Many banks offer tempting rates these days, but to get a good deal it really pays to read the small print. Without taking the right precautions and doing the necessary research, you can end up with an unexpected penalty, like this couple did. Read the blog below to find out more.
One of the real dangers for those who are looking for a new rate is the mortgage penalty pitfall. While a bank can offer an enticing rate that can work great for the time you need it, the moment you decide to break your mortgage you can be in trouble.
What Is A Mortgage Penalty?
A mortgage penalty is a financial payment you must make at the time you break your mortgage to compensate the lender for the business and interest payments they will lose. However, in reality the final figure you end up paying can often turns out to cover far more than this. The problem is that banks can calculate this penalty in a variety of ways and so before you sign off on that low rate, it is essential that you know what you’re getting yourself into.
How Are Mortgage Penalties Calculated?
There are a couple of ways that mortgage penalties may be calculated. One of the common ways banks calculate this figure is by using posted rates instead of discounted rates, and this should be an alarm signal when comparing fixed-rate mortgage offers. While variable-rate mortgages generally only penalize three months’ rent, fixed-rate mortgages are more complicated. Lenders have the option of either charging three months’ rent, or something called Interest Rate Differential (IRD). IRD is complex calculation that can use either discounted rates or posted rates, and if it uses the latter then you can be setting yourself up for huge penalty further down the line. The mortgage penalty policy of each lender can vary and so it is crucial that you fully understand the financial consequences of breaking your mortgage.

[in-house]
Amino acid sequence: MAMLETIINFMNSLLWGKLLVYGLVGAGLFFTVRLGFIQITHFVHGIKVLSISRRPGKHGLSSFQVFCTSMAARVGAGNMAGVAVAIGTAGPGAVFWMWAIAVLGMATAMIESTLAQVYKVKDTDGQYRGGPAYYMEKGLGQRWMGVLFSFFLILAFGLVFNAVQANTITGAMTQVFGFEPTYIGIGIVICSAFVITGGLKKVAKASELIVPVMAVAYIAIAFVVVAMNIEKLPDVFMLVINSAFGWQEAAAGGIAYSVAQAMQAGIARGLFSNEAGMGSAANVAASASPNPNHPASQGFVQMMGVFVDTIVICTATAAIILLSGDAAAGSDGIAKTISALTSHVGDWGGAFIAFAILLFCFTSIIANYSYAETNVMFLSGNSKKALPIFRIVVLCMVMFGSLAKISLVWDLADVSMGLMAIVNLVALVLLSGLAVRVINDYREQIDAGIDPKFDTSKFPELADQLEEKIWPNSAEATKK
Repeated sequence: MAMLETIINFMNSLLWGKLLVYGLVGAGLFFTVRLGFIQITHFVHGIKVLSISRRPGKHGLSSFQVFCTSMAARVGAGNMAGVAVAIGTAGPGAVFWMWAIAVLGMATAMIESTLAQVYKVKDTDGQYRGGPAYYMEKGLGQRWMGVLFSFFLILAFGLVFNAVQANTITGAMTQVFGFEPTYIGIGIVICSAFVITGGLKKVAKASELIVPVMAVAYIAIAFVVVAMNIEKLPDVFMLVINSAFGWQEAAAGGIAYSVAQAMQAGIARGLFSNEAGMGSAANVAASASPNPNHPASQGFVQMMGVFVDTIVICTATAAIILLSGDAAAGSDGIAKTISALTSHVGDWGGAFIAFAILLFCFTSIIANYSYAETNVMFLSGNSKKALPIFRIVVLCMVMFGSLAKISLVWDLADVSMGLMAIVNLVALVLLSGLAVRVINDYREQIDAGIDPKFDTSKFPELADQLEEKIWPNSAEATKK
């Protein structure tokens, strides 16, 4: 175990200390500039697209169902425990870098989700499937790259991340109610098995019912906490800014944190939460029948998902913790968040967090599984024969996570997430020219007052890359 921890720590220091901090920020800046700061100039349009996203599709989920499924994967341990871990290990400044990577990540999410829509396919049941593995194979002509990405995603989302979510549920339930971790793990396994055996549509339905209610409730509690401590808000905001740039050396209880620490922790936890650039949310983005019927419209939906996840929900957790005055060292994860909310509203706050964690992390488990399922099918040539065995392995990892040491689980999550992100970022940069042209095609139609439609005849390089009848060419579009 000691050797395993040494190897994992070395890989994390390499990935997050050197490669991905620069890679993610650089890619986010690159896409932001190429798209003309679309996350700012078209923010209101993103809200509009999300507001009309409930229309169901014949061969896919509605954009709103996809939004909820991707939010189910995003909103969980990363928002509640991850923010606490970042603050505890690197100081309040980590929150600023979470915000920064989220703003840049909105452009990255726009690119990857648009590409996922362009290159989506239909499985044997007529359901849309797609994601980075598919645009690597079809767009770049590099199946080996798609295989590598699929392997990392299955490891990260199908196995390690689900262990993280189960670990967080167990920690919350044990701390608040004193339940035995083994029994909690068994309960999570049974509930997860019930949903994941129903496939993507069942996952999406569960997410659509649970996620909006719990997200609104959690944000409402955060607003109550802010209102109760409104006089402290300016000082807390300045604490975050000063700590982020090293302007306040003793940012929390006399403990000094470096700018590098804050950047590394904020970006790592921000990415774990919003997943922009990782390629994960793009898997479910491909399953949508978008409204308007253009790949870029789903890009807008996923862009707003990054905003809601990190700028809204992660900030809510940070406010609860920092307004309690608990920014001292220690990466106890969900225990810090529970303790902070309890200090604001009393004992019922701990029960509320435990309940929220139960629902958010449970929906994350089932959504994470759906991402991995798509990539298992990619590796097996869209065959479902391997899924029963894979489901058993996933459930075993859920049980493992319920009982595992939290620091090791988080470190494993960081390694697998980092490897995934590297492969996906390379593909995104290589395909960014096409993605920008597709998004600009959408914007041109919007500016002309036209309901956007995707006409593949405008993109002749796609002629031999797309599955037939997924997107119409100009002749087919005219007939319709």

If I’m Not Planning on Breaking My Mortgage, Do I Need To Worry?
The short answers is, yes! It may seem unlikely that you’ll ever want to break your mortgage but you can never predict the future. According to mortgage broker Robert McLister, 70% of those with five year fixed-rate mortgages adjust their agreement at some point before its maturity and even though many do so to refinance or upscale, it still shows the importance of keeping your options open. Just because you’ve found the perfect house it doesn’t mean you should leave yourself vulnerable to big penalties in the future.
Bottom Line: The enticing fixed-rates being offered by banks nowadays may appear like a good deal, but before you sign on the dotted line it’s essential that you find out how the rate deals with mortgage penalties. Even if you are sure you won’t need to break your mortgage you should still find out what the terms and conditions are just in case. Signing a mortgage deal without evaluating your options for breaking your mortgage is simply not worth the risk, no matter what you situation is.
For more information on mortgage rates, mortgage penalties and more, contact Tim Lacroix in Calgary today on (403) 648-1541.
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